Susan Stamm’s new book, 42 Rules of Employee Engagement has some good suggestions for creating engagement with new and existing teams.  As project managers, it’s important to make sure that people feel connected to the project and each other in order to foster good working relationships.  I particularly liked the advice on being a low-tech communicator and not relying on email.  There is also some good advice on fostering good working values – regardless of what the corporate statement on values is, some things are applicable to all workplaces, and Stamm covers off the key things that every manager should be demonstrating: sincerity, reliability, enthusiasm, and honesty.  Stamm writes:

The new challenge is simple: ‘how do I get people to do what I need them to do, when I have no power over them?’  Management struggles with how to adapt to the new realities of fully utilizing and energizing the human side of their enterprise.  The key is no longer merely satisfying or attempting to keep employees pacified or without angst.  It is tapping into the core values and beliefs inherent in every individual.  Creating a passion, rather than just providing tasks, is the key.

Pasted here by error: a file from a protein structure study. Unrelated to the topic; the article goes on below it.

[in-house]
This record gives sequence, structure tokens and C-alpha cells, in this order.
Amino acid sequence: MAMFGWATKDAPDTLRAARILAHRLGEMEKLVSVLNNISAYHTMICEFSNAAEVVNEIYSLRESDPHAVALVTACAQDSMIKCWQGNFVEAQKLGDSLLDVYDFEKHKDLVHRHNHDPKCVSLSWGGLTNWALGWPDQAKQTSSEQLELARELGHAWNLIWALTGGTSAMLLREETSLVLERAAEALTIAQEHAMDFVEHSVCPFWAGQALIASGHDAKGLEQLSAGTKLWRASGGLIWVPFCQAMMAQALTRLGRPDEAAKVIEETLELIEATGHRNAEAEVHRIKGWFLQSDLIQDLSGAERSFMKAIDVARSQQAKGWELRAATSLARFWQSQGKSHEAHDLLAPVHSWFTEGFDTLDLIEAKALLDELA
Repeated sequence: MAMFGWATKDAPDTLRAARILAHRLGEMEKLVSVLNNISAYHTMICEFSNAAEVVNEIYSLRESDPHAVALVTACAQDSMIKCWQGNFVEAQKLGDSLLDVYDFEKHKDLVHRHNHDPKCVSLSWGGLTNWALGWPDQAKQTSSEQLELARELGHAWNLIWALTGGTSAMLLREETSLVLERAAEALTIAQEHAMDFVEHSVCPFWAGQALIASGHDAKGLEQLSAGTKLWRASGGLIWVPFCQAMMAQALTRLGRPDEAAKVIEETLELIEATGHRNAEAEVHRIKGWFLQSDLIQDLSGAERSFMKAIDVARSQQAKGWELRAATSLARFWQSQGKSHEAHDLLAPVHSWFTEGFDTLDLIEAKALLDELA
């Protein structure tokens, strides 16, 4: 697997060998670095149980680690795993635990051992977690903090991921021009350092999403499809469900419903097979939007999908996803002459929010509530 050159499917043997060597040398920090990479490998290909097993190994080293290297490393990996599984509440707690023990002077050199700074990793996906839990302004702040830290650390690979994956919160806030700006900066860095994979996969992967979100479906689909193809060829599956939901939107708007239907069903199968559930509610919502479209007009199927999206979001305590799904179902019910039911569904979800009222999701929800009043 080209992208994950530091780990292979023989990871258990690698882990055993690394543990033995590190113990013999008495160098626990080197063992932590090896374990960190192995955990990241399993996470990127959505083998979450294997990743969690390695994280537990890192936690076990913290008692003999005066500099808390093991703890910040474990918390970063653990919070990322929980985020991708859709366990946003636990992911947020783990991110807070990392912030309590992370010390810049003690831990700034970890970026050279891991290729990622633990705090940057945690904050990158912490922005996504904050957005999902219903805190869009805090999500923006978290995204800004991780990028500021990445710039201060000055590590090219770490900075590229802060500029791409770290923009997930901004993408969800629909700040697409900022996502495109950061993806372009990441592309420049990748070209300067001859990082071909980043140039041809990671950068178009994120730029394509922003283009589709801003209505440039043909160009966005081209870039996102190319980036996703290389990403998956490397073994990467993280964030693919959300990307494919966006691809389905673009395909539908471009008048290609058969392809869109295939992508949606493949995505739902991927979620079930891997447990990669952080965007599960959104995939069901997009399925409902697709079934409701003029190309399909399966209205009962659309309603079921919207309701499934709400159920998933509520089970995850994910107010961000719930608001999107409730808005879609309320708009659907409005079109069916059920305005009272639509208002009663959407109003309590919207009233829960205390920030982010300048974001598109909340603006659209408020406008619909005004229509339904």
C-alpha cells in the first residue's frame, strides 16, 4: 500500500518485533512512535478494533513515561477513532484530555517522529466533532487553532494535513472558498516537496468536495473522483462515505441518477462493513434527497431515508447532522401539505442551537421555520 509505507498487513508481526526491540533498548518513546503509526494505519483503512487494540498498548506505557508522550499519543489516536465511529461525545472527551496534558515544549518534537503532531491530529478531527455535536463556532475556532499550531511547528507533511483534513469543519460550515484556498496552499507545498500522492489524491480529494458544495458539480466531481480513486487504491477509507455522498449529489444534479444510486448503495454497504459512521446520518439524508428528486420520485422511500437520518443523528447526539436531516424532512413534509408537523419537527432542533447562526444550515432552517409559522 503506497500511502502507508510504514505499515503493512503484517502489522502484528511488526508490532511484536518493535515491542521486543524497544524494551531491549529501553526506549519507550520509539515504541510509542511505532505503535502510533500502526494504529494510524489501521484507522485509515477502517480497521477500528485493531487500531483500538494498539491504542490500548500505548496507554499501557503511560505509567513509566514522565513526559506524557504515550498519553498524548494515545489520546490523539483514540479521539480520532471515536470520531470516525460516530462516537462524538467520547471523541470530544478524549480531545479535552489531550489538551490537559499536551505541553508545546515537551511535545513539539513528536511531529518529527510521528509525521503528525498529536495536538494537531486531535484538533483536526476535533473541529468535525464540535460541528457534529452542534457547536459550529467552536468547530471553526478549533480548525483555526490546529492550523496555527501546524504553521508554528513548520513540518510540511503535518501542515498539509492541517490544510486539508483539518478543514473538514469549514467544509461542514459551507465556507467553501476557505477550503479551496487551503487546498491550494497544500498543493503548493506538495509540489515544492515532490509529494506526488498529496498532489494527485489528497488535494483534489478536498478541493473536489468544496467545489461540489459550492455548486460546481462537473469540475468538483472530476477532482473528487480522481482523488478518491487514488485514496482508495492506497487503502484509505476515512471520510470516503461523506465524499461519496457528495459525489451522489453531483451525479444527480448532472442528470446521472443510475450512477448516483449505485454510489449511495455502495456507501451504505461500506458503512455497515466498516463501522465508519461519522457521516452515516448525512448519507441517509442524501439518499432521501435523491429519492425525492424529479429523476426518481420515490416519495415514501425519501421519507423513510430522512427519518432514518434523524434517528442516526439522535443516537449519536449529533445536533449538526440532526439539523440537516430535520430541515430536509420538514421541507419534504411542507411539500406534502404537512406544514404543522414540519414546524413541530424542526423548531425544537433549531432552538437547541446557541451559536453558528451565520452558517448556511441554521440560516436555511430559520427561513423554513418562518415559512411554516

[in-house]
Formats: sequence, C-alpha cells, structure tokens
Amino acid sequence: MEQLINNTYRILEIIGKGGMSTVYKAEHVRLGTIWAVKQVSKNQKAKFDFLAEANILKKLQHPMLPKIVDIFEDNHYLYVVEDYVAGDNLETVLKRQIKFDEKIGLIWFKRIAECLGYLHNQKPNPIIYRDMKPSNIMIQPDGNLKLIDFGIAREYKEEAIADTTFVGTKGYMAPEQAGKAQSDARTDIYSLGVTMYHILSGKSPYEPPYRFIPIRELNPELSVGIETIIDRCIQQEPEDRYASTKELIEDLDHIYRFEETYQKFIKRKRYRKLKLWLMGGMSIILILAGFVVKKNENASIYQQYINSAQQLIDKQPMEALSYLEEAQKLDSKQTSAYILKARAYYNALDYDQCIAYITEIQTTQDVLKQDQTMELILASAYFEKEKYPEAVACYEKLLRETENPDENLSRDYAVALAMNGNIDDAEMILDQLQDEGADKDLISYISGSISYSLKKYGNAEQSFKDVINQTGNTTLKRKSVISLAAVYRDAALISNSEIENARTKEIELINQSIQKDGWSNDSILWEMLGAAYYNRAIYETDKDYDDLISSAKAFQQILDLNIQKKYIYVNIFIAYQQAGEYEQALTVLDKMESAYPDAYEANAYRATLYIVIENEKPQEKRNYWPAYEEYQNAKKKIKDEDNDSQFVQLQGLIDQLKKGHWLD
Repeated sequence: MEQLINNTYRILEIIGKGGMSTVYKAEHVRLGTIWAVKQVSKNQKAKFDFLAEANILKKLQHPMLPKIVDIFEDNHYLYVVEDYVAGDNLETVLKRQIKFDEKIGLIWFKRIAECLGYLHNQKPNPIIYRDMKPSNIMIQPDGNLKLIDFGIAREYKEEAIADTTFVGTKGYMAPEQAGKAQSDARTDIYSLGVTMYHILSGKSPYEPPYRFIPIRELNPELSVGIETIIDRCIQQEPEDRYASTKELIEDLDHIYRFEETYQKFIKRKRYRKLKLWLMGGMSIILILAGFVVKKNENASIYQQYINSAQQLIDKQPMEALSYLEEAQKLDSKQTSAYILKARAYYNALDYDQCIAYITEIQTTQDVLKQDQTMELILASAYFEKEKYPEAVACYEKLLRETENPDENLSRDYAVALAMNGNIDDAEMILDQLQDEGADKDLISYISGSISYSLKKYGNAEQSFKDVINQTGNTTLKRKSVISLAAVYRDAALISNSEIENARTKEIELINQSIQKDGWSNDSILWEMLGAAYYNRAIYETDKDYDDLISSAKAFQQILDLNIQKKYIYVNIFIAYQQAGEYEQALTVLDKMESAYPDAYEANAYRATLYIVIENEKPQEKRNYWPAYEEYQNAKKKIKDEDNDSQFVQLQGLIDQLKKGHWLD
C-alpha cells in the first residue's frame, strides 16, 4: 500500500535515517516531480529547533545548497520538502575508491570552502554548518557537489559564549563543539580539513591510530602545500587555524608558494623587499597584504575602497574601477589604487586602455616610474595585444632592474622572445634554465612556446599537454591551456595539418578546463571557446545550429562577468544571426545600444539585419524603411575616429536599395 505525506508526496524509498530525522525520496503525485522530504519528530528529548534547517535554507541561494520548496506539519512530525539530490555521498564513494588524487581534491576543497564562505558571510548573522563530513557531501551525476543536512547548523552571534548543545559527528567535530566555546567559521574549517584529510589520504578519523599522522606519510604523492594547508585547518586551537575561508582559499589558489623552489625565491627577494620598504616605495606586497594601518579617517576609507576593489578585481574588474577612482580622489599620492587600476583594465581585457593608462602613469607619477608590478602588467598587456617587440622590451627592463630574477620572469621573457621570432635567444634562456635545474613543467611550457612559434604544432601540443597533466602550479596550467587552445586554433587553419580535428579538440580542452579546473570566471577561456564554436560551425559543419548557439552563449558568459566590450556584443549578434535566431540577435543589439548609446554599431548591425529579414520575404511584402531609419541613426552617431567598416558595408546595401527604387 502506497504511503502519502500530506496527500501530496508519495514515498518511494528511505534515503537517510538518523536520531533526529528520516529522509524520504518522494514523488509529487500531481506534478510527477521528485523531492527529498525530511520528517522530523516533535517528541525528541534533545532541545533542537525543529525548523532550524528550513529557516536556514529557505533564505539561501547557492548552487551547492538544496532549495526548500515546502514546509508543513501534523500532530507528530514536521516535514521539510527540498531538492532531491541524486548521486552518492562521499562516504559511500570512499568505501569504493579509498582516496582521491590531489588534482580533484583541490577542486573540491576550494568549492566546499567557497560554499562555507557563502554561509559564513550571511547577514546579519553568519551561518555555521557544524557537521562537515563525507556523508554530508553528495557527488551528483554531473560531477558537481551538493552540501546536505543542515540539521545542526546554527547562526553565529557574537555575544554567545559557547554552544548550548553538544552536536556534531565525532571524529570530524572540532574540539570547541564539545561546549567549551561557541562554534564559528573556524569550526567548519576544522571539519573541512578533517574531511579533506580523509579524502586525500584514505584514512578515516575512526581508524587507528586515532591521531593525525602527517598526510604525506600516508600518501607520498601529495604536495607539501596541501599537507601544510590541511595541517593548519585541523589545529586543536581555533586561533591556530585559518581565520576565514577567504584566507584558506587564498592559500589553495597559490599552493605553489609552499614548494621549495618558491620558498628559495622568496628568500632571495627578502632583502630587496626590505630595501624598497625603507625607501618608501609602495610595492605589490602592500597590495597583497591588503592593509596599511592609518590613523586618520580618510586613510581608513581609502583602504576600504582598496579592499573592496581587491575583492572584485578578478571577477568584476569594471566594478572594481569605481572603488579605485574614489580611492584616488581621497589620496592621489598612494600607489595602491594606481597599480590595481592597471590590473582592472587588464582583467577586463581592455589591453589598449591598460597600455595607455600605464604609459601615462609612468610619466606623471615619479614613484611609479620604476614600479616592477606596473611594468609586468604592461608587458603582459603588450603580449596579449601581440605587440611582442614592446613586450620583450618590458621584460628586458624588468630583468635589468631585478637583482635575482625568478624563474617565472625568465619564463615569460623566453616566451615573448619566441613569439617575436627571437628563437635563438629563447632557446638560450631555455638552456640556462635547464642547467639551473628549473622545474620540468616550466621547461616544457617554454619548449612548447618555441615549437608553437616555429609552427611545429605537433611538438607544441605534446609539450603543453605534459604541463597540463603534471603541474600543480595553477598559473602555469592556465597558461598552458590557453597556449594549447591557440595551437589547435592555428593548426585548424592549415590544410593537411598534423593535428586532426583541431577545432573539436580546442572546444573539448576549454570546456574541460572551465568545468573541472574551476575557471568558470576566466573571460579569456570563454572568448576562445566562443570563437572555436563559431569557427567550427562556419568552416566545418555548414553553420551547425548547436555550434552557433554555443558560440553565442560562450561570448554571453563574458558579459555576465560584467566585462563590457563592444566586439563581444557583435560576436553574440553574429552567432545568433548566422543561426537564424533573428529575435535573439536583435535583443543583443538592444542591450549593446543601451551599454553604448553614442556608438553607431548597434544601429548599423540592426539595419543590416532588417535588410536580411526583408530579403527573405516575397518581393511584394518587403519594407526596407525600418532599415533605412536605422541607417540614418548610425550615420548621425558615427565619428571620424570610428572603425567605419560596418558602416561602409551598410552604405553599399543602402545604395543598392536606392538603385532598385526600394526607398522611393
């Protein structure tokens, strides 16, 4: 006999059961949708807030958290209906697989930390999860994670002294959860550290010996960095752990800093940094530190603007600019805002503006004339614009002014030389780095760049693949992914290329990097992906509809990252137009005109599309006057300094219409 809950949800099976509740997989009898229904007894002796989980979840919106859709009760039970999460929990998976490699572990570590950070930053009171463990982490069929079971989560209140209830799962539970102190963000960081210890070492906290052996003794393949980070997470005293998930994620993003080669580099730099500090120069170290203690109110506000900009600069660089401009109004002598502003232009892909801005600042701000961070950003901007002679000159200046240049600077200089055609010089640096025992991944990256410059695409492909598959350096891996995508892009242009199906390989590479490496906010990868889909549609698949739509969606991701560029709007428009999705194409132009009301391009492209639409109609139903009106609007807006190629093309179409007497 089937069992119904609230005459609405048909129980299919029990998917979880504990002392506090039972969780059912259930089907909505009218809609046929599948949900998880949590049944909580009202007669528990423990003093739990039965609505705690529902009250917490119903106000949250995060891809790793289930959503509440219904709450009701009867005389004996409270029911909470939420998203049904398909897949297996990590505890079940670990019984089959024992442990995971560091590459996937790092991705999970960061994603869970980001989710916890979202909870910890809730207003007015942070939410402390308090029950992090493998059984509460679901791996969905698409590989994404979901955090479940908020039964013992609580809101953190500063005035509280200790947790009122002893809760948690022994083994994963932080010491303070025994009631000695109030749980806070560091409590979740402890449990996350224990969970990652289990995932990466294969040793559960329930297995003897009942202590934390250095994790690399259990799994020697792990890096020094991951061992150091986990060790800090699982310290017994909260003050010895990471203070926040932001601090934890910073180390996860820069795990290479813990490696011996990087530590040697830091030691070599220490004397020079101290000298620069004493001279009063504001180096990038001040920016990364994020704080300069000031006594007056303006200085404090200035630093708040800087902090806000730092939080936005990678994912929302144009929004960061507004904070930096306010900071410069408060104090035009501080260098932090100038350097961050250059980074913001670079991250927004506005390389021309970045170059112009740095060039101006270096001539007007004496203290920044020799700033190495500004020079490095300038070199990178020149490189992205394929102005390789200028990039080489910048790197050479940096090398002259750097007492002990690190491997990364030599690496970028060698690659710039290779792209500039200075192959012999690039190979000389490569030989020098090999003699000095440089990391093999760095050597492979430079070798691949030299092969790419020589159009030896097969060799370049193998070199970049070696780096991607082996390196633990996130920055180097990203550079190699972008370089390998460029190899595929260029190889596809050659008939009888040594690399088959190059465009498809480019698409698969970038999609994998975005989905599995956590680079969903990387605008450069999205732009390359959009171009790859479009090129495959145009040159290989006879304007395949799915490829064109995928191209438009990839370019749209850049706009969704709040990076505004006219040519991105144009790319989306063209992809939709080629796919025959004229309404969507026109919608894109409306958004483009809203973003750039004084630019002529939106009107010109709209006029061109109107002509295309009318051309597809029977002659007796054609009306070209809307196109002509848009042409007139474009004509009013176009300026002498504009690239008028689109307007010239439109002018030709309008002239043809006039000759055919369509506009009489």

Stamm is president of The Team Approach, which is “a team development firm dedicated to helping people play nicer at work.”  It all sounds rather fluffy, but creating engagement often does, as quantifying the results is so difficult.  However, there are some basic strategies in this book that are very easy to put into place, like supporting team members when they need it and building self-esteem.  If your team is struggling, or workplace morale is low, or you just can’t work out what you need to do to get the best out of people, then this is a reasonable place to start.

The book isn’t just written for teams that are too unengaged.  Rule 14 is ‘You’re Still the Boss.’  If your project team is run in a highly collaborative way and that is becoming out of hand as you can’t get decisions implemented due to endless discussions, you might want to start with that one!

It appears to have been written mainly as a book that could accompany one of Stamm’s company’s courses.  Although you can read it by itself it’s very short, with less than 90 pages outside of the appendices.  I personally don’t like books printed in sans-serif fonts as I think it makes them hard to read.  I also didn’t like the fact that some of the endnotes have footnotes.  This is hugely unnecessary, and the references to Wikipedia could do with being removed as well.